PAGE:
But some GP are arguing for an even more radical approach to this problem.

Glasgow GP and long-time overtreatment campaigner Dr Des Spence writes in Pulse this month: ‘We need an immediate moratorium on prescribing. Take these medications off repeat and review these patients. But I would go further, and suggest lettering your local pain clinics stating you are no longer going to initiate opioids and gabapentinoids, even if they recommend them.’

Dr Spence adds: ‘Prescribing has gone through the roof in the past five years. This is not GPs’ fault. There’s been a real trend towards medicalisation, including the opioids. It’s been a real disaster.’

But long waiting times for counselling and physiotherapy appointments mean GPs are faced with a lack of alternatives for patients in severe pain.

As the arguments over these drugs continue, there is a real risk that GPs will be caught in the middle.

What does controlled drug status mean for GPs?

The Government’s plan, which would see gabapentin and pregabalin categorised as class C drugs and placed under schedule 3 prescribing regulations, would mean the drugs could not be repeat dispensed and prescriptions would be valid for a maximum of 28 days.

There is a good practice requirement that the quantity of Schedule 2, 3 and 4 controlled drugs be limited to 30 days’ worth. In cases where prescribers believe a prescription should be issued for a longer period they may do so but will need to be able to show a clinical need and that it would not cause an unacceptable risk to patient safety, according to the Pharmaceutical Services Negotiating Committee.

It contravenes the 1971 Misuse of Drugs Act to possess any drug belonging to Schedule 2 or 3 without prescription or lawful authority.

 

References

1 Leung T et al, 1980. N Engl J Med 2017; 376:2194-2195

2 Smith R et al, 2016. Addiction. 2016 Jul;111(7):1160-74

 

 

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Readers' comments (16)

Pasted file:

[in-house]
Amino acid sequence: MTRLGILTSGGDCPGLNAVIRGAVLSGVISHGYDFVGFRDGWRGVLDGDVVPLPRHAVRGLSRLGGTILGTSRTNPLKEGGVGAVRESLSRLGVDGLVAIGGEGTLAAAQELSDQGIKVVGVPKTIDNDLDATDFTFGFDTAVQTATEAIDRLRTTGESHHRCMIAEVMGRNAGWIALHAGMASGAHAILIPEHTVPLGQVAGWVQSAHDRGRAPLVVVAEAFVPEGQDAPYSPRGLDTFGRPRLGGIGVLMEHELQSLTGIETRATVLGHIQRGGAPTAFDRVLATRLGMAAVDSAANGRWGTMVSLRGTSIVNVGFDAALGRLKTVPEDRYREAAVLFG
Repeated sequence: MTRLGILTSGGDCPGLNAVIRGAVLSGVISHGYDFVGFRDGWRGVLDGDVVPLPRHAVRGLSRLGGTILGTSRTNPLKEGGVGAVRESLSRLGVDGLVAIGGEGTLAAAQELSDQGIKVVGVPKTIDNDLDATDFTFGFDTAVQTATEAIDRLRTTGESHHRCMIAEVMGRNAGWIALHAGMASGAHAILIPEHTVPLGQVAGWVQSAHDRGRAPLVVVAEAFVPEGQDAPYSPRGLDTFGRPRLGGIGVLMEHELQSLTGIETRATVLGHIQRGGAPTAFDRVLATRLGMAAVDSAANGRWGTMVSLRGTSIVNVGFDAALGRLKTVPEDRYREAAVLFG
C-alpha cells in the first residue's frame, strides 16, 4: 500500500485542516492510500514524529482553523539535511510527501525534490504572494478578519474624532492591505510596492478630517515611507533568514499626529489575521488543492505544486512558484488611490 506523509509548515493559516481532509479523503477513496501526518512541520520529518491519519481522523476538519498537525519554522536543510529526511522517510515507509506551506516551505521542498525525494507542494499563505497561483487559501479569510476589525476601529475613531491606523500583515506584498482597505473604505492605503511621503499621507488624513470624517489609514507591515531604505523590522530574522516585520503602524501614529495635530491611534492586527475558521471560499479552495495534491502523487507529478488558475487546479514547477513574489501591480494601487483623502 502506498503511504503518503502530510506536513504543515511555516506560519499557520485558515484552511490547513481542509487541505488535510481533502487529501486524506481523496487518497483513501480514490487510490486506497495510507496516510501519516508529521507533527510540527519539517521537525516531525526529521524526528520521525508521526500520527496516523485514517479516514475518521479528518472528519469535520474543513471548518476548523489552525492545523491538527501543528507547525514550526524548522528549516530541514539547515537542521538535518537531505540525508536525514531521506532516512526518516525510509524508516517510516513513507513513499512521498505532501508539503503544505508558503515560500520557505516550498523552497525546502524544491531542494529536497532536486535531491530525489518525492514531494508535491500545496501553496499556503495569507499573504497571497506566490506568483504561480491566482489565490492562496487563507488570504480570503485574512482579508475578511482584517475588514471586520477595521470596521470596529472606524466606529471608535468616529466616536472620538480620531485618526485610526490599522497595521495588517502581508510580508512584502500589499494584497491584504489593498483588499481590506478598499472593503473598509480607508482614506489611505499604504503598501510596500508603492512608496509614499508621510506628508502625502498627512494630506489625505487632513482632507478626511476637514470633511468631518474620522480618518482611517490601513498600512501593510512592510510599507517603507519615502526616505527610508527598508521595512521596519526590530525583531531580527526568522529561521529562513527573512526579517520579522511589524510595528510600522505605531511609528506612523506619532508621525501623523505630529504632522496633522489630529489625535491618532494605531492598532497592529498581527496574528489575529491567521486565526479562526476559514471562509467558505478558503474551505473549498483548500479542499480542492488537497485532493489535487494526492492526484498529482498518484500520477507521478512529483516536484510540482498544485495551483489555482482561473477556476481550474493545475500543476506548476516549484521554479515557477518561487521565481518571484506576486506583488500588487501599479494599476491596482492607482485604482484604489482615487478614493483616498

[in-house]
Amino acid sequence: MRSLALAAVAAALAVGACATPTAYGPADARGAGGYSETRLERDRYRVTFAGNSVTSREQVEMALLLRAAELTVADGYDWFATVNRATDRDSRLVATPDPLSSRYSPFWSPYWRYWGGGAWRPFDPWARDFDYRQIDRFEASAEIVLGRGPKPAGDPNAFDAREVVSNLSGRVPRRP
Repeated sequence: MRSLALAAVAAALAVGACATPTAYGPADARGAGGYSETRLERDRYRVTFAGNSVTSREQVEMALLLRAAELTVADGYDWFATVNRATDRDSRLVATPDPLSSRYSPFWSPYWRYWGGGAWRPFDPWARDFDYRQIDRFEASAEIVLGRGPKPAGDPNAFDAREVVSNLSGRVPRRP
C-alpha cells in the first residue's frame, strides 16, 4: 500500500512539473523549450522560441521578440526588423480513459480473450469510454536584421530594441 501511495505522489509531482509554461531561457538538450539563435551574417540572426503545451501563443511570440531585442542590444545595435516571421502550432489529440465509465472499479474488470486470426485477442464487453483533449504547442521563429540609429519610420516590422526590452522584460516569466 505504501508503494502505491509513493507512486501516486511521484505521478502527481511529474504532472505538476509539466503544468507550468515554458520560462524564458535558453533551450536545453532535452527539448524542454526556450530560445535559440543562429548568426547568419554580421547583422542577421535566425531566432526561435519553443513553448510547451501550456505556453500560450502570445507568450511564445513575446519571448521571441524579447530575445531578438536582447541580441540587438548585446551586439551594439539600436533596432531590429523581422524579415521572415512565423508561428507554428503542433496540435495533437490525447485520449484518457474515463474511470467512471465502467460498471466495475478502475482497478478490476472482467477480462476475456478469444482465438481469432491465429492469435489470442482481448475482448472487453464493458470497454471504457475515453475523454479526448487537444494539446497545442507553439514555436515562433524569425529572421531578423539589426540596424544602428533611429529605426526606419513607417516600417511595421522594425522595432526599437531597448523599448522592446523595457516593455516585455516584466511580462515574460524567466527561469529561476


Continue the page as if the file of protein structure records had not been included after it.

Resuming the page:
• Mr Mephisto

    What does Professor David Nutt have to say on this matter? Frankly I don't trust advice on these sort of issues from anyone else - at least Professor Nutt bases his advice on scientific fact not politically driven misguided ideology.

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  • 6.11pm. Maybe so. But Professor Nutt earns a buck or two from Industry:

    http://holeousia.com/about-me/a-sunshine-act-for-scotland/david-nutt/

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  • We dont initiate them generally ! It is usually some so called specialist.

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  • I agree they should be controlled. I still use amitriptyline as I never did believe the NICE statement that pregabalin was better, and the old tricyclic side effects are better understood and better tolerated. was NICE influenced by drug companies? because my experience is not in favour of pregabalin.
    BUT, stop blaming promary care! some of our worst addicted patients are those put on it by psychiatry for very questionable reasons where I do not believe there is any good evidence at all. Those secondary care prescribers should quarterly review and stop their own prescriptions, not dump their iatrogenic addiction problems on GPs. Doesn't GMC have anything to say about that?

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  • once again GPs get the misplaced blame.
    I think I have started one, or maybe 2, patients on gabapentin, and nobody on pregabalin.
    But I have hundreds of addicts commenced on it by secondary care!
    Amitriptyline works better (except in epilepsy). Prothiaden was even better.

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  • I am looking forward to the papers that show that analgesia using opioids and gabapentinoids locks people into having chronic pain. These meds are blocking pathways (that must exist) that normally phase out the discomfort of pain with movement and time. Have you noticed that all those which chronic pain are on chronic repeat meds? Funny that.